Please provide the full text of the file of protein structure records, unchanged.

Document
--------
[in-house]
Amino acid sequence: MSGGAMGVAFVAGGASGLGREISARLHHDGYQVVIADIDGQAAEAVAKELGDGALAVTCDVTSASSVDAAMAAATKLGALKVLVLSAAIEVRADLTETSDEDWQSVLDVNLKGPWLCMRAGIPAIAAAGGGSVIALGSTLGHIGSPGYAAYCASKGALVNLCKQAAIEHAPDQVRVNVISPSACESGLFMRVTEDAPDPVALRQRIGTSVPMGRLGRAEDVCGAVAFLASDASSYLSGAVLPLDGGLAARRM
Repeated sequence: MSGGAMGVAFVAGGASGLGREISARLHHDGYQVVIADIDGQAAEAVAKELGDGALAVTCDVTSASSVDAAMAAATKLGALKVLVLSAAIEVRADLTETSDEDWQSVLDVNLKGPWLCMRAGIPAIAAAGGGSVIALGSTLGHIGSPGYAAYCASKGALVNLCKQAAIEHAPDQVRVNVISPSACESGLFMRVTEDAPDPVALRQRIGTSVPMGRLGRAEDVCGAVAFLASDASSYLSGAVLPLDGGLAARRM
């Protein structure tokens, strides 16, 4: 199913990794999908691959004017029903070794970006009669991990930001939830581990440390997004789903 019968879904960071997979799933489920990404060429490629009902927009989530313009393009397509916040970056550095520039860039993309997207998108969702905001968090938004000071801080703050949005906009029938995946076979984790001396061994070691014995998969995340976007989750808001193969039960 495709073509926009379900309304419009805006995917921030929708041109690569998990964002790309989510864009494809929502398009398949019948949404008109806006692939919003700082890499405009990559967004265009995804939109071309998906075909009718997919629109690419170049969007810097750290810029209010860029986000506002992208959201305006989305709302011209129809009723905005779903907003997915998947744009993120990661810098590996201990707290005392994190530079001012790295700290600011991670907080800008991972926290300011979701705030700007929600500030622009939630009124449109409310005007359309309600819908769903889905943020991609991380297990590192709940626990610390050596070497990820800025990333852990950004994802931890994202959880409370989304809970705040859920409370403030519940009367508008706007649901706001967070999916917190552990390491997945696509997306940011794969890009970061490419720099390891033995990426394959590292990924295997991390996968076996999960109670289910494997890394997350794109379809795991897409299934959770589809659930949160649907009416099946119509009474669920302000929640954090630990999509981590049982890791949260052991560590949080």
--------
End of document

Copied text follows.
[in-house]
Amino acid sequence: MSGGAMGVAFVAGGASGLGREISARLHHDGYQVVIADIDGQAAEAVAKELGDGALAVTCDVTSASSVDAAMAAATKLGALKVLVLSAAIEVRADLTETSDEDWQSVLDVNLKGPWLCMRAGIPAIAAAGGGSVIALGSTLGHIGSPGYAAYCASKGALVNLCKQAAIEHAPDQVRVNVISPSACESGLFMRVTEDAPDPVALRQRIGTSVPMGRLGRAEDVCGAVAFLASDASSYLSGAVLPLDGGLAARRM
Repeated sequence: MSGGAMGVAFVAGGASGLGREISARLHHDGYQVVIADIDGQAAEAVAKELGDGALAVTCDVTSASSVDAAMAAATKLGALKVLVLSAAIEVRADLTETSDEDWQSVLDVNLKGPWLCMRAGIPAIAAAGGGSVIALGSTLGHIGSPGYAAYCASKGALVNLCKQAAIEHAPDQVRVNVISPSACESGLFMRVTEDAPDPVALRQRIGTSVPMGRLGRAEDVCGAVAFLASDASSYLSGAVLPLDGGLAARRM
């Protein structure tokens, strides 16, 4: 199913990794999908691959004017029903070794970006009669991990930001939830581990440390997004789903 019968879904960071997979799933489920990404060429490629009902927009989530313009393009397509916040970056550095520039860039993309997207998108969702905001968090938004000071801080703050949005906009029938995946076979984790001396061994070691014995998969995340976007989750808001193969039960 495709073509926009379900309304419009805006995917921030929708041109690569998990964002790309989510864009494809929502398009398949019948949404008109806006692939919003700082890499405009990559967004265009995804939109071309998906075909009718997919629109690419170049969007810097750290810029209010860029986000506002992208959201305006989305709302011209129809009723905005779903907003997915998947744009993120990661810098590996201990707290005392994190530079001012790295700290600011991670907080800008991972926290300011979701705030700007929600500030622009939630009124449109409310005007359309309600819908769903889905943020991609991380297990590192709940626990610390050596070497990820800025990333852990950004994802931890994202959880409370989304809970705040859920409370403030519940009367508008706007649901706001967070999916917190552990390491997945696509997306940011794969890009970061490419720099390891033995990426394959590292990924295997991390996968076996999960109670289910494997890394997350794109379809795991897409299934959770589809659930949160649907009416099946119509009474669920302000929640954090630990999509981590049982890791949260052991560590949080």